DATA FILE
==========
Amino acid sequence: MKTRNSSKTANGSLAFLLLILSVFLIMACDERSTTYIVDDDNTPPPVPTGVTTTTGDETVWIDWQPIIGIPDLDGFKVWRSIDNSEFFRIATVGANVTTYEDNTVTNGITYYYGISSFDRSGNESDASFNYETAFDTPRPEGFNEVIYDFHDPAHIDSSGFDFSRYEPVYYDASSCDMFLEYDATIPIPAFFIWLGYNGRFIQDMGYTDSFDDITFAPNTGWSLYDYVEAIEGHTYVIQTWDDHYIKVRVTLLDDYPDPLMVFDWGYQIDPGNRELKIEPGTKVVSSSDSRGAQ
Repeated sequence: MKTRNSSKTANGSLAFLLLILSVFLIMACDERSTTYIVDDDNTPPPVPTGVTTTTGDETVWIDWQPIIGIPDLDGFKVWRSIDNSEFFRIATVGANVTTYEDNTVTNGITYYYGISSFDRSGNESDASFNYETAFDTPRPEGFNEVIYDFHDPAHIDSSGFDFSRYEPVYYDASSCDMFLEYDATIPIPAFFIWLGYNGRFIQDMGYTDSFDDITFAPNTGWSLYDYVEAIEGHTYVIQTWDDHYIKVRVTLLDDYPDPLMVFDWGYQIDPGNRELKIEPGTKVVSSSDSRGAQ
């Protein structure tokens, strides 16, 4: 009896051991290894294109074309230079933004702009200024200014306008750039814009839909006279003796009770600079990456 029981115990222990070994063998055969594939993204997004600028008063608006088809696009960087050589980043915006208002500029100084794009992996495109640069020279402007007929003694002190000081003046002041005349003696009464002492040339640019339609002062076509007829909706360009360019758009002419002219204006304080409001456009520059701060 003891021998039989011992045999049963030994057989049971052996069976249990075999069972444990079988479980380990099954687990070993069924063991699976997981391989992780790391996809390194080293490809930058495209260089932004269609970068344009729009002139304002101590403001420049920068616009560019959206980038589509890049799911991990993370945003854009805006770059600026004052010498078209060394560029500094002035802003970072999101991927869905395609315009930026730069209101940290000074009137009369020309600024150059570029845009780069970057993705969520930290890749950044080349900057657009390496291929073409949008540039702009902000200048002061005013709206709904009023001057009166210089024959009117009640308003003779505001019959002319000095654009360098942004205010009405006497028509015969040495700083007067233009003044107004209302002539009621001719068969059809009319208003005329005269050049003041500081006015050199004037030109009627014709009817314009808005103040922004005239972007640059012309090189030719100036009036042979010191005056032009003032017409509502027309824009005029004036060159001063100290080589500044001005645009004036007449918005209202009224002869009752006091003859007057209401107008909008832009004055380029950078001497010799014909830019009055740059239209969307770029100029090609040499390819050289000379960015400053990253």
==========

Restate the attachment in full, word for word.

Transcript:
Amino acid sequence: MKTRNSSKTANGSLAFLLLILSVFLIMACDERSTTYIVDDDNTPPPVPTGVTTTTGDETVWIDWQPIIGIPDLDGFKVWRSIDNSEFFRIATVGANVTTYEDNTVTNGITYYYGISSFDRSGNESDASFNYETAFDTPRPEGFNEVIYDFHDPAHIDSSGFDFSRYEPVYYDASSCDMFLEYDATIPIPAFFIWLGYNGRFIQDMGYTDSFDDITFAPNTGWSLYDYVEAIEGHTYVIQTWDDHYIKVRVTLLDDYPDPLMVFDWGYQIDPGNRELKIEPGTKVVSSSDSRGAQ
Repeated sequence: MKTRNSSKTANGSLAFLLLILSVFLIMACDERSTTYIVDDDNTPPPVPTGVTTTTGDETVWIDWQPIIGIPDLDGFKVWRSIDNSEFFRIATVGANVTTYEDNTVTNGITYYYGISSFDRSGNESDASFNYETAFDTPRPEGFNEVIYDFHDPAHIDSSGFDFSRYEPVYYDASSCDMFLEYDATIPIPAFFIWLGYNGRFIQDMGYTDSFDDITFAPNTGWSLYDYVEAIEGHTYVIQTWDDHYIKVRVTLLDDYPDPLMVFDWGYQIDPGNRELKIEPGTKVVSSSDSRGAQ
């Protein structure tokens, strides 16, 4: 009896051991290894294109074309230079933004702009200024200014306008750039814009839909006279003796009770600079990456 029981115990222990070994063998055969594939993204997004600028008063608006088809696009960087050589980043915006208002500029100084794009992996495109640069020279402007007929003694002190000081003046002041005349003696009464002492040339640019339609002062076509007829909706360009360019758009002419002219204006304080409001456009520059701060 003891021998039989011992045999049963030994057989049971052996069976249990075999069972444990079988479980380990099954687990070993069924063991699976997981391989992780790391996809390194080293490809930058495209260089932004269609970068344009729009002139304002101590403001420049920068616009560019959206980038589509890049799911991990993370945003854009805006770059600026004052010498078209060394560029500094002035802003970072999101991927869905395609315009930026730069209101940290000074009137009369020309600024150059570029845009780069970057993705969520930290890749950044080349900057657009390496291929073409949008540039702009902000200048002061005013709206709904009023001057009166210089024959009117009640308003003779505001019959002319000095654009360098942004205010009405006497028509015969040495700083007067233009003044107004209302002539009621001719068969059809009319208003005329005269050049003041500081006015050199004037030109009627014709009817314009808005103040922004005239972007640059012309090189030719100036009036042979010191005056032009003032017409509502027309824009005029004036060159001063100290080589500044001005645009004036007449918005209202009224002869009752006091003859007057209401107008909008832009004055380029950078001497010799014909830019009055740059239209969307770029100029090609040499390819050289000379960015400053990253």